The inside locations in particular are very restricted with set paths to follow restricting you to grabbing only onto certain ledges or smashing through particular doors. The outside locations, however, do offer a certain degree of freedom and at least allow you to make the most of the set of acrobatic moves on offer. Once you string a few actions together, which requires inch perfect timing, the feeling of speed and movement as you dive under ducts, spring into the air from ledge to ledge or zip-line from one roof-top to the next, makes for an exciting experience.
Part of the excitement is because the developer has created a sense of urgency throughout the game. You constantly have to keep on the move wherever you go at all times otherwise you get caught in a storm of bullets from government officials who burst onto rooftops and surround you at any given opportunity. Initially, this keeps the game moving and flowing and encourages you to take risks that see you taking on big jumps, which occasionally won’t pay off. However, it also works to the detriment of the gameplay and at times you’re pushed a bit too hard; you're just not given enough time to think. If you stop for a moment to look around in order to work out where you need to go you’ll more often than not get shot. Especially later on in the game, when pathway hints become fewer, this means that you’re often forced to use trial and error to work out exactly how to reach your goal. In some sections this becomes intensely frustrating. We died half-a-dozen times trying to work out a path through a building to the exit and then when we re-spawned we simply made slow progress each time by having to remember the route we had travelled and then taking it up from the point where we'd left it.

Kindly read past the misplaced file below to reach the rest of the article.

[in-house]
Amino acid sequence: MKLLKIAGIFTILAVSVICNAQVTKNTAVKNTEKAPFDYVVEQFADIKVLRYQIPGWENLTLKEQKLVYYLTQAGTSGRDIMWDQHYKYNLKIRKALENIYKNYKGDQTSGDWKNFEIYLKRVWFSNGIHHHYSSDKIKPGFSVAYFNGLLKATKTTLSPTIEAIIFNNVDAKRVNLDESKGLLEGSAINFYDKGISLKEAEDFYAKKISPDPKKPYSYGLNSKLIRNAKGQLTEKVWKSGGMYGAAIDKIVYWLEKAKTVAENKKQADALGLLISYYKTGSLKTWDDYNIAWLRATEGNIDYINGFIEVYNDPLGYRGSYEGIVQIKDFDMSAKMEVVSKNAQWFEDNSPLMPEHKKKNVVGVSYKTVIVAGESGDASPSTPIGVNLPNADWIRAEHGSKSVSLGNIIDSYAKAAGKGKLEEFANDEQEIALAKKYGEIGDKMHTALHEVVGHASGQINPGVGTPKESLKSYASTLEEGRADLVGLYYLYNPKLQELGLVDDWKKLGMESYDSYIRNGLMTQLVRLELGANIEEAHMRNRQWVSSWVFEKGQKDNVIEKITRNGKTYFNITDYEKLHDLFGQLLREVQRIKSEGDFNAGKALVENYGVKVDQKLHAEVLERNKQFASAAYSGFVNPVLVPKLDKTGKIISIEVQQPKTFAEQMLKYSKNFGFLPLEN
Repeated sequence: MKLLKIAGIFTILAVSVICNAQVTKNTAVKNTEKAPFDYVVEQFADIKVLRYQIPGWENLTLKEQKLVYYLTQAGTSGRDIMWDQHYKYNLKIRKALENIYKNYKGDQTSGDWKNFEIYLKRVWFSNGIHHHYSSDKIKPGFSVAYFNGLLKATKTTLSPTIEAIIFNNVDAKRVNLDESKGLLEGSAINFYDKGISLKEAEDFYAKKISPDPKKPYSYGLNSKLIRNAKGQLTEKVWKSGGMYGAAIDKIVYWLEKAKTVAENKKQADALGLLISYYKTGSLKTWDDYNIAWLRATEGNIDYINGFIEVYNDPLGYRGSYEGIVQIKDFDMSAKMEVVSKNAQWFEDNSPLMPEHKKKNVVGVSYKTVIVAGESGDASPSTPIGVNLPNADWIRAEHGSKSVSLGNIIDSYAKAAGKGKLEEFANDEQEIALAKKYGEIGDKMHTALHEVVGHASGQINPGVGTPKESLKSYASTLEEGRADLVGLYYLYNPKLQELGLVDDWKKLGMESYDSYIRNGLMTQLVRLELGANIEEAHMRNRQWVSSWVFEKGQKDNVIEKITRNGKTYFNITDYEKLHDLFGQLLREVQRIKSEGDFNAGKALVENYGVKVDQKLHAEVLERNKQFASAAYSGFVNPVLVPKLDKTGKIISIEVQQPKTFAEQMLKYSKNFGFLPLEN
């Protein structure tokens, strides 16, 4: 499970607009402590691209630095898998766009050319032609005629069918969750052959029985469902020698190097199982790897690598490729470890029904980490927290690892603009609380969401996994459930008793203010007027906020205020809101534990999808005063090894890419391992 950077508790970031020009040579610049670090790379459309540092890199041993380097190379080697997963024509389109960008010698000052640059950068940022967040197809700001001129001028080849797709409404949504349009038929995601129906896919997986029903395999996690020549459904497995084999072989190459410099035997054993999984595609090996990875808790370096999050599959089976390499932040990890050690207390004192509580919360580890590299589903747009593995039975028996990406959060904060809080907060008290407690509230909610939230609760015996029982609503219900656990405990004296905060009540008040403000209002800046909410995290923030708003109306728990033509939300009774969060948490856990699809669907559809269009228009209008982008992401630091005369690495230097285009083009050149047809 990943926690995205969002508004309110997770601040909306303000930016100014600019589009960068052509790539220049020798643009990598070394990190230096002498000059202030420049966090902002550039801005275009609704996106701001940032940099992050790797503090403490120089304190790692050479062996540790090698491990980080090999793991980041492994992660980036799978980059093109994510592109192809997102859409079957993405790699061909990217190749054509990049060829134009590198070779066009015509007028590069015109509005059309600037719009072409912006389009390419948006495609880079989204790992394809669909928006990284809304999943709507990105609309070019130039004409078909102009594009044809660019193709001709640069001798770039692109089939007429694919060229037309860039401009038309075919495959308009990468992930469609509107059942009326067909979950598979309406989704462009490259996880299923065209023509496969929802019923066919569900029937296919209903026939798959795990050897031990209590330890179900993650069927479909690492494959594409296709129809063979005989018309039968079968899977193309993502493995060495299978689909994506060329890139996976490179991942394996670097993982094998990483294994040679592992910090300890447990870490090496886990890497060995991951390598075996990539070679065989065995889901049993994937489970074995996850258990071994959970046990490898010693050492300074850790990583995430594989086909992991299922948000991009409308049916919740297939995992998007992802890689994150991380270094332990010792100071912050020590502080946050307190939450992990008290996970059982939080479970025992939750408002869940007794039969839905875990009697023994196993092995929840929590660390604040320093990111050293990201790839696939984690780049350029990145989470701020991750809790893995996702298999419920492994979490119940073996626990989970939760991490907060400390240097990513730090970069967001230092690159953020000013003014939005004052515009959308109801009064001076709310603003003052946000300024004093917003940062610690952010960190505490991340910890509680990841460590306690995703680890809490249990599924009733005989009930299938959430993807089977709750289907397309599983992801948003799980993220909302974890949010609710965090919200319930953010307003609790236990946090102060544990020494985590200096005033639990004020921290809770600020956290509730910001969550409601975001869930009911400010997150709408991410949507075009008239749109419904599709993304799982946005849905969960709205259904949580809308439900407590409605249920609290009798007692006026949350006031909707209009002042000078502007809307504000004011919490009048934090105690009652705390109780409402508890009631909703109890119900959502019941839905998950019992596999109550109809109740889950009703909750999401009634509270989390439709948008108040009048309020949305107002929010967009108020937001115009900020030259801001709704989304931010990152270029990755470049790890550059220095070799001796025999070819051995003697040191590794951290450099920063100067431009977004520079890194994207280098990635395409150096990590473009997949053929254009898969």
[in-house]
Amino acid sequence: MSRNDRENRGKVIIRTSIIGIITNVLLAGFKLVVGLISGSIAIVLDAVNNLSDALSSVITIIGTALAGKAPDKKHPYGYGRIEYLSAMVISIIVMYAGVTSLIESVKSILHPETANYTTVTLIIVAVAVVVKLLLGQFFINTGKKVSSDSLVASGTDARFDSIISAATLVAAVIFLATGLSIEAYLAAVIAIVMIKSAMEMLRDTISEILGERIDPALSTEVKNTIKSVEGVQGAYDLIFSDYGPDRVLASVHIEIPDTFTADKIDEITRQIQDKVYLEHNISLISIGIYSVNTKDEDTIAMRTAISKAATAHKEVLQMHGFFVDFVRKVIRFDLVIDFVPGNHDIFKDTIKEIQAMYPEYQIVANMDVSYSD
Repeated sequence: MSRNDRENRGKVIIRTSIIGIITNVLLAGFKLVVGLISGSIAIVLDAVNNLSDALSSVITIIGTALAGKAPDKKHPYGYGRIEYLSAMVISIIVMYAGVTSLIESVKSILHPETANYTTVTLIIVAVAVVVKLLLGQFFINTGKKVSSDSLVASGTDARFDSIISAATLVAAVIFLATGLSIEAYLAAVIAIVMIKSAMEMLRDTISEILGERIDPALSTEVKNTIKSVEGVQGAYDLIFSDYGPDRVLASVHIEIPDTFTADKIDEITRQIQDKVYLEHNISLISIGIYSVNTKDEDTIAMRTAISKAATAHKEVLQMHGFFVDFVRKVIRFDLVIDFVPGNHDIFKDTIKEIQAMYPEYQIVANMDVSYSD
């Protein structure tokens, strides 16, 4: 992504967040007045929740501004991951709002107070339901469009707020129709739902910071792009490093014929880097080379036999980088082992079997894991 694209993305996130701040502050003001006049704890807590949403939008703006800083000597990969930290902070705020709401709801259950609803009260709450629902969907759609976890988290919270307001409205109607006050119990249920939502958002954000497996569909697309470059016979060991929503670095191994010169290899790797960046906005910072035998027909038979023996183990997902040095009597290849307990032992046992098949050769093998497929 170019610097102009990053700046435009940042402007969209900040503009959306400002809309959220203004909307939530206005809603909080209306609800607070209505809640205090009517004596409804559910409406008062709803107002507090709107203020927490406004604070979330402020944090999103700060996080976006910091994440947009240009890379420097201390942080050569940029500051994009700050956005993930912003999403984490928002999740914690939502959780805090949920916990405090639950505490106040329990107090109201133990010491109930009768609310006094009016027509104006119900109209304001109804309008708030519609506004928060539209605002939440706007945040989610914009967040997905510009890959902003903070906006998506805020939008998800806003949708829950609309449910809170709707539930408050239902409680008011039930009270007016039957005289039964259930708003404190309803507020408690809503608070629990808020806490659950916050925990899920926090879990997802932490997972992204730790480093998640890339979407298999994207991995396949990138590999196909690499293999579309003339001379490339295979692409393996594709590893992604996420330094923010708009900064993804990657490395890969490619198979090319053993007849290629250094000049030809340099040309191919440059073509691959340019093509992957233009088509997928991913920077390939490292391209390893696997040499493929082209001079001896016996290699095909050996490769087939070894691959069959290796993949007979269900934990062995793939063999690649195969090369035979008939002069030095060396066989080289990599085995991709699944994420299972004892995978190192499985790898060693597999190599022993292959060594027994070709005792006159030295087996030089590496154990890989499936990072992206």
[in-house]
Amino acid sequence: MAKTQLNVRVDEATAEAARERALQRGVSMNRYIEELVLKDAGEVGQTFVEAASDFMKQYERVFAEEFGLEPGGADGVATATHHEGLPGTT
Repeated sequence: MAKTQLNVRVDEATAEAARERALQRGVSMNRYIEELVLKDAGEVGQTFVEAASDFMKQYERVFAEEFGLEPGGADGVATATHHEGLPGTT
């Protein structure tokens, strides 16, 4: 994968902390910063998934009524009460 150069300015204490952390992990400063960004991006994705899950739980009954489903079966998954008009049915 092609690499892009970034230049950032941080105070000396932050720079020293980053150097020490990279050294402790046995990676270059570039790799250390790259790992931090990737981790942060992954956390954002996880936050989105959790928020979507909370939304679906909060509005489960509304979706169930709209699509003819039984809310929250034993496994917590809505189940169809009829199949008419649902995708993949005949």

Although the main bulk of the action is free running you can tackle the enemies head on, combat is extremely dull. The simplistic mechanics allow you to slide, jump kick or melee an opponent, but it’s a waste of time because you can simply press 'Y' during a small window of opportunity and disarm opponents immediately allowing you to go on your way with no threat. It feels like the enemies in Mirror's Edge were added purely to encourage movement and speed as you try to avoid their gunfire. The elementary fight mechanics feel as though they were added hastily added as an afterthought.